As things stand now, despite the 300K restoration, the Public Defender’s budget has been cut by $1.6 million.

Further comment by G. Whitney Leigh: All of this, of course, underscores the fundamental illogic of tying a restoration of funds taken from the public defender’s budget with a “quid pro quo” allocation of funds to the district attorney’s office in the first place.  As previously observed, the district attorney’s budget dwarfs the public defender’s budget and is backed by multiple additional funding sources (including stimulus funds, like the ARRA) not available to the public defender.

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3 comments

  1. Magpi

    Well, the budget was passed with a little help for the PD’s office, but not much. I hope Mr. Adachi will be given the opportunity to apply the budget cuts as he sees fit and not be forced to let some of his people go and replace them with expensive outsiders. He can probably come up with some creative cuts and reductions (such as food and transportation allowances, cell phones, Fedex, office equipment leases and maintenance, utilities, office cleaning).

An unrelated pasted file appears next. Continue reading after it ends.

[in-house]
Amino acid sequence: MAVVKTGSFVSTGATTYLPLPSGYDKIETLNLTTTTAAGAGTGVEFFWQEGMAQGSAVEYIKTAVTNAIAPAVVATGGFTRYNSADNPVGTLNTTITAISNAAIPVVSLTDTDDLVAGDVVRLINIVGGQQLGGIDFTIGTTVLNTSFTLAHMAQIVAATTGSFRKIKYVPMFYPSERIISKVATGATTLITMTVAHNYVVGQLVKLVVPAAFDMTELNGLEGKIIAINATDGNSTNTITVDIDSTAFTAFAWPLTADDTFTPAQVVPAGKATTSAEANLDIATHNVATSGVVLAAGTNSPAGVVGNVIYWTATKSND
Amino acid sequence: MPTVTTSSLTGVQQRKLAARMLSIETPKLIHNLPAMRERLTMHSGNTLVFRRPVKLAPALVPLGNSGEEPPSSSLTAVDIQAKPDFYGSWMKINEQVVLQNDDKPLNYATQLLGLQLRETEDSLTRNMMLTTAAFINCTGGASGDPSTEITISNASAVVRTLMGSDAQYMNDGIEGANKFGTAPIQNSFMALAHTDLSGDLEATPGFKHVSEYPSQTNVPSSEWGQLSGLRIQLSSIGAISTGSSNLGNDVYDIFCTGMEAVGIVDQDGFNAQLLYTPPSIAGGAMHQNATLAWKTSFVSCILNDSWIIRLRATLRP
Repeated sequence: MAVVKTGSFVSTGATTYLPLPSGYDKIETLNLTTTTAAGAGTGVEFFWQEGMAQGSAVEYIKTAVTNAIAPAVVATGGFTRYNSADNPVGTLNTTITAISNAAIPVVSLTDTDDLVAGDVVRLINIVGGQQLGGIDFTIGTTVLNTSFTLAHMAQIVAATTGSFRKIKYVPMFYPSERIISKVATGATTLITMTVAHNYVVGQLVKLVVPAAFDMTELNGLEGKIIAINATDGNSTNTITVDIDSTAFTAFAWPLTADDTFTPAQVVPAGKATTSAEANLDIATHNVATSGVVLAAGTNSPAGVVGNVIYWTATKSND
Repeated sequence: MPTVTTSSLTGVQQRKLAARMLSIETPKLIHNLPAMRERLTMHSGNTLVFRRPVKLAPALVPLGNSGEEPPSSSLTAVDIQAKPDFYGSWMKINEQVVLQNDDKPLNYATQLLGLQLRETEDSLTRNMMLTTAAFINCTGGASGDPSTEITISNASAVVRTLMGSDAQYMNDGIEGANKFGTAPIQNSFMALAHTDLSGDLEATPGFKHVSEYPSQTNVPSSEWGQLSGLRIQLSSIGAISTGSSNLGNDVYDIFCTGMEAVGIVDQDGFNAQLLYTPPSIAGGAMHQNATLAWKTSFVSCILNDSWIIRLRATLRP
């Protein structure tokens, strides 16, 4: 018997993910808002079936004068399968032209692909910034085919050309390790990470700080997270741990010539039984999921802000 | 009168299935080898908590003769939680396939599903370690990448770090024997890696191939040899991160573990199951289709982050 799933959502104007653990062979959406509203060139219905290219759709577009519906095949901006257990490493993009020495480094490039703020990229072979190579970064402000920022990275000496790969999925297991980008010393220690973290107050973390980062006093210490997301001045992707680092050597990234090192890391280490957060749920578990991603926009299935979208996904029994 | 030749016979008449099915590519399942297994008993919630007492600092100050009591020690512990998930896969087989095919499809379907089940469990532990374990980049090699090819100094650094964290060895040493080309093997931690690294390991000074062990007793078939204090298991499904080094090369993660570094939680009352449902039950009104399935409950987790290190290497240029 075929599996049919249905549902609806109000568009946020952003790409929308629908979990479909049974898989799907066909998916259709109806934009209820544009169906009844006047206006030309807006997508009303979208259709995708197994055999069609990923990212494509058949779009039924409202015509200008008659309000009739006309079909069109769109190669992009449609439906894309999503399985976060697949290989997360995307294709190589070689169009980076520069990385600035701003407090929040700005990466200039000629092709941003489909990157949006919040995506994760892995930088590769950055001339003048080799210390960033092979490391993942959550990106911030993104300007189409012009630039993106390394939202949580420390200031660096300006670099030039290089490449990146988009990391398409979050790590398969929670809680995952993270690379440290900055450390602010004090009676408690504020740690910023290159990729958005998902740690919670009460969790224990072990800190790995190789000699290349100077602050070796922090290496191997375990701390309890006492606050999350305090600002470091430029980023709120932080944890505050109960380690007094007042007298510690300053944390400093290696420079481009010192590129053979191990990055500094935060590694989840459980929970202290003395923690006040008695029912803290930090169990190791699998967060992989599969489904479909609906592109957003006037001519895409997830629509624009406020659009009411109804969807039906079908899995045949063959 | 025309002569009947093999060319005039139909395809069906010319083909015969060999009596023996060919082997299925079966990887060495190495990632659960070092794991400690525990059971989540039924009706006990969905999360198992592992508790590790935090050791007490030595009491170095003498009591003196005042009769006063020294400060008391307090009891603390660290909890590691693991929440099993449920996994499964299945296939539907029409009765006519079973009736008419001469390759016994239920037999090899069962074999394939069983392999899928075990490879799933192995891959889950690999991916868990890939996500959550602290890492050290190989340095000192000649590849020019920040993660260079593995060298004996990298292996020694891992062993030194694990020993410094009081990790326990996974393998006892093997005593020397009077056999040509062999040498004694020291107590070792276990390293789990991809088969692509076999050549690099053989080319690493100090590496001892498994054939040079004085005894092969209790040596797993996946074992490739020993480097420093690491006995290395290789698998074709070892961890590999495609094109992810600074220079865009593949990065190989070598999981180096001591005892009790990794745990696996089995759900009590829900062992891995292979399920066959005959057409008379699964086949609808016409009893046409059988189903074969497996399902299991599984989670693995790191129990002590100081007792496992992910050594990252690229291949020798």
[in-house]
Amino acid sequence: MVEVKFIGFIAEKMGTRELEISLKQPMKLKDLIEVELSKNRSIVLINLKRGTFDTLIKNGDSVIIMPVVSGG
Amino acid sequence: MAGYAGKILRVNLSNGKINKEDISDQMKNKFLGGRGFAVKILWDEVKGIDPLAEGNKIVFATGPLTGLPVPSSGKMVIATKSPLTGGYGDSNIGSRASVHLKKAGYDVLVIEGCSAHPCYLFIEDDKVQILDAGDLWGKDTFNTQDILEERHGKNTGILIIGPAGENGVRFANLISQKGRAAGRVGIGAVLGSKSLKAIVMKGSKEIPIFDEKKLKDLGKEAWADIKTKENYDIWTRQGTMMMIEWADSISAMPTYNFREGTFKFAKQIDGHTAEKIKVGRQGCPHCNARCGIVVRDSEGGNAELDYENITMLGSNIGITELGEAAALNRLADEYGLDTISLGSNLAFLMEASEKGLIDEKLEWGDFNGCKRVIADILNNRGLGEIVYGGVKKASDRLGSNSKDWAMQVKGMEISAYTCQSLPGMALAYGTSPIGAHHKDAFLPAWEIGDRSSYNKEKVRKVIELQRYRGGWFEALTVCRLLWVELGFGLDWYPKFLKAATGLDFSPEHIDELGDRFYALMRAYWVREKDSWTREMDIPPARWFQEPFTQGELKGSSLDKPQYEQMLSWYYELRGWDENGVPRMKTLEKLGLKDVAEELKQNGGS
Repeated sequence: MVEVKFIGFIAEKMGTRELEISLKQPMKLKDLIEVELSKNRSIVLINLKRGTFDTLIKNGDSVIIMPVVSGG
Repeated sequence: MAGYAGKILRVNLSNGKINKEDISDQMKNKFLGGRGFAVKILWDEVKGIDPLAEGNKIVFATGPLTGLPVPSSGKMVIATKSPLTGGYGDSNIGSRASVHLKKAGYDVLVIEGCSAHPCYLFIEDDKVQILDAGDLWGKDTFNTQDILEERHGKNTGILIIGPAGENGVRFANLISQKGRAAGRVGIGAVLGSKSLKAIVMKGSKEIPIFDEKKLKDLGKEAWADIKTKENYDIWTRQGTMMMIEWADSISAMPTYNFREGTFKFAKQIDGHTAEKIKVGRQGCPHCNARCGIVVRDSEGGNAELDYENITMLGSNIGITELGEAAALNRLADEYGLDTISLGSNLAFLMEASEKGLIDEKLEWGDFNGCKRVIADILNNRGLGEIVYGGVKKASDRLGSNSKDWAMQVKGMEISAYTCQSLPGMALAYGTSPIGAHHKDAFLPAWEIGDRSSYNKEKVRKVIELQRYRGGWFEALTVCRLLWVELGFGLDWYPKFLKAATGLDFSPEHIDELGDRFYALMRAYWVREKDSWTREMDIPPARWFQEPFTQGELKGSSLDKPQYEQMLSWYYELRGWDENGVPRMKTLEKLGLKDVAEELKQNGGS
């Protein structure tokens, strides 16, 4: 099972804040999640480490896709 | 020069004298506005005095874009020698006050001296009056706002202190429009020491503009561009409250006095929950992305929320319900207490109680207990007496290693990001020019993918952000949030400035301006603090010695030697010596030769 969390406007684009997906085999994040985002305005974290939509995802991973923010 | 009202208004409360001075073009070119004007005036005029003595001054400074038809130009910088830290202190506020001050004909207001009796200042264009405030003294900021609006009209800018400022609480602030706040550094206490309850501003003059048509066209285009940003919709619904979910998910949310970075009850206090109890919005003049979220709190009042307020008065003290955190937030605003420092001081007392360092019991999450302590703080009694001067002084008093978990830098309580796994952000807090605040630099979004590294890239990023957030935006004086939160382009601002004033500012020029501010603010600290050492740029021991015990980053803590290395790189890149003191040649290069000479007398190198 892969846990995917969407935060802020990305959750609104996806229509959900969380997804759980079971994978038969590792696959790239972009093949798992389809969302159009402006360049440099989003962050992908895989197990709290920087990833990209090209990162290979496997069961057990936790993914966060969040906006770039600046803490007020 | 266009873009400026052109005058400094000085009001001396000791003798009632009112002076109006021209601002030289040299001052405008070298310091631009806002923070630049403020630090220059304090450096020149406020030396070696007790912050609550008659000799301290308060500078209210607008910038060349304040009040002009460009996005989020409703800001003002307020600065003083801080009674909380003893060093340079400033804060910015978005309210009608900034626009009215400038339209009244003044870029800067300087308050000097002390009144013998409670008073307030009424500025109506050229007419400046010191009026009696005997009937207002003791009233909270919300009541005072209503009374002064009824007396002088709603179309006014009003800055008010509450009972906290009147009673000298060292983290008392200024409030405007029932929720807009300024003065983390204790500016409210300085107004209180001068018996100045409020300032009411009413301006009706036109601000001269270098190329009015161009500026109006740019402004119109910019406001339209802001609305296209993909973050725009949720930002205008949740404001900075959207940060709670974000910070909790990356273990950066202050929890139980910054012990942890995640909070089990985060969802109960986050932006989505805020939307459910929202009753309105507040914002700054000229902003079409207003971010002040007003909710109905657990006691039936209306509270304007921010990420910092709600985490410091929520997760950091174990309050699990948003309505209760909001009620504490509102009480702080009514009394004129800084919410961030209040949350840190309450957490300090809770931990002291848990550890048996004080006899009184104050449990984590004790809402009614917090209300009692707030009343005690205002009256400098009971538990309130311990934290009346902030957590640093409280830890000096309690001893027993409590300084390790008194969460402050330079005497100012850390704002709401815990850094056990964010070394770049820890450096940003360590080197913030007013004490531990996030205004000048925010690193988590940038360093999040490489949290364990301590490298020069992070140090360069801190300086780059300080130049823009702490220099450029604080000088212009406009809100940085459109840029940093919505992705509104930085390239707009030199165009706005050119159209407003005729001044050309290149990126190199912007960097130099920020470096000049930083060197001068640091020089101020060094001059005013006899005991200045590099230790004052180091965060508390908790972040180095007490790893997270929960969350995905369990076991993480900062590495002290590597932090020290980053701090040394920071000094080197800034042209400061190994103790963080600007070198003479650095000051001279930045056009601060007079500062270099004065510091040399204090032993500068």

Thank you, Matt, for writing about this. I always learn so much when I visit your Reader because I end up turning off the TV and researching your latest topic. Thank you for making me think! I hope my comments are helpful to somebody and not too ignorant.

  2. Mac

    Every department of SF government is facing cuts. Why should the public defender’s office be different?

    Nobody is above the law, but that doesn’t mean the law is above everybody else. Why should the public defender’s office be accorded special treatment in this budget crisis?